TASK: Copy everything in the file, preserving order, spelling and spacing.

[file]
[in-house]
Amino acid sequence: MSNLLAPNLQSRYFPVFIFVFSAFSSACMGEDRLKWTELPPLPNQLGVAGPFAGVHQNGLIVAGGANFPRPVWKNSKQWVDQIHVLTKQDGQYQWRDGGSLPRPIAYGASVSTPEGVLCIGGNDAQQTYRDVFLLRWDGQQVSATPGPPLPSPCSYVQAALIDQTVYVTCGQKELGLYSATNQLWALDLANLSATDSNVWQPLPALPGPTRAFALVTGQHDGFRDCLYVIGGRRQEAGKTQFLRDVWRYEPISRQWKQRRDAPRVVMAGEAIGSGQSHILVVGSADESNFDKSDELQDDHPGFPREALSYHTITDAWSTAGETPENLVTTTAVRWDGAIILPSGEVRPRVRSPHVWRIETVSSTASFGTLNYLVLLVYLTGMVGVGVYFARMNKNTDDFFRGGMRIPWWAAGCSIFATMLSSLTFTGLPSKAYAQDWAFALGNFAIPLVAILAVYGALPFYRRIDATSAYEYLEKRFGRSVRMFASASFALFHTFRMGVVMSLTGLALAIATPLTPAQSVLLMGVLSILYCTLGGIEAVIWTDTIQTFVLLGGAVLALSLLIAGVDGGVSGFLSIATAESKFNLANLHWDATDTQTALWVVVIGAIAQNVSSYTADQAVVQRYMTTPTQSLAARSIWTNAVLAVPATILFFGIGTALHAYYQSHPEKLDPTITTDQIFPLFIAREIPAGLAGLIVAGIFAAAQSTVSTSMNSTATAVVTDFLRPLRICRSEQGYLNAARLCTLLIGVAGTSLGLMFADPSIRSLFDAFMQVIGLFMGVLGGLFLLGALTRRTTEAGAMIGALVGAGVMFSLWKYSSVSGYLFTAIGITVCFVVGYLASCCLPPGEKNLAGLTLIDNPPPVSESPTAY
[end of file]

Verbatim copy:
[in-house]
Amino acid sequence: MSNLLAPNLQSRYFPVFIFVFSAFSSACMGEDRLKWTELPPLPNQLGVAGPFAGVHQNGLIVAGGANFPRPVWKNSKQWVDQIHVLTKQDGQYQWRDGGSLPRPIAYGASVSTPEGVLCIGGNDAQQTYRDVFLLRWDGQQVSATPGPPLPSPCSYVQAALIDQTVYVTCGQKELGLYSATNQLWALDLANLSATDSNVWQPLPALPGPTRAFALVTGQHDGFRDCLYVIGGRRQEAGKTQFLRDVWRYEPISRQWKQRRDAPRVVMAGEAIGSGQSHILVVGSADESNFDKSDELQDDHPGFPREALSYHTITDAWSTAGETPENLVTTTAVRWDGAIILPSGEVRPRVRSPHVWRIETVSSTASFGTLNYLVLLVYLTGMVGVGVYFARMNKNTDDFFRGGMRIPWWAAGCSIFATMLSSLTFTGLPSKAYAQDWAFALGNFAIPLVAILAVYGALPFYRRIDATSAYEYLEKRFGRSVRMFASASFALFHTFRMGVVMSLTGLALAIATPLTPAQSVLLMGVLSILYCTLGGIEAVIWTDTIQTFVLLGGAVLALSLLIAGVDGGVSGFLSIATAESKFNLANLHWDATDTQTALWVVVIGAIAQNVSSYTADQAVVQRYMTTPTQSLAARSIWTNAVLAVPATILFFGIGTALHAYYQSHPEKLDPTITTDQIFPLFIAREIPAGLAGLIVAGIFAAAQSTVSTSMNSTATAVVTDFLRPLRICRSEQGYLNAARLCTLLIGVAGTSLGLMFADPSIRSLFDAFMQVIGLFMGVLGGLFLLGALTRRTTEAGAMIGALVGAGVMFSLWKYSSVSGYLFTAIGITVCFVVGYLASCCLPPGEKNLAGLTLIDNPPPVSESPTAY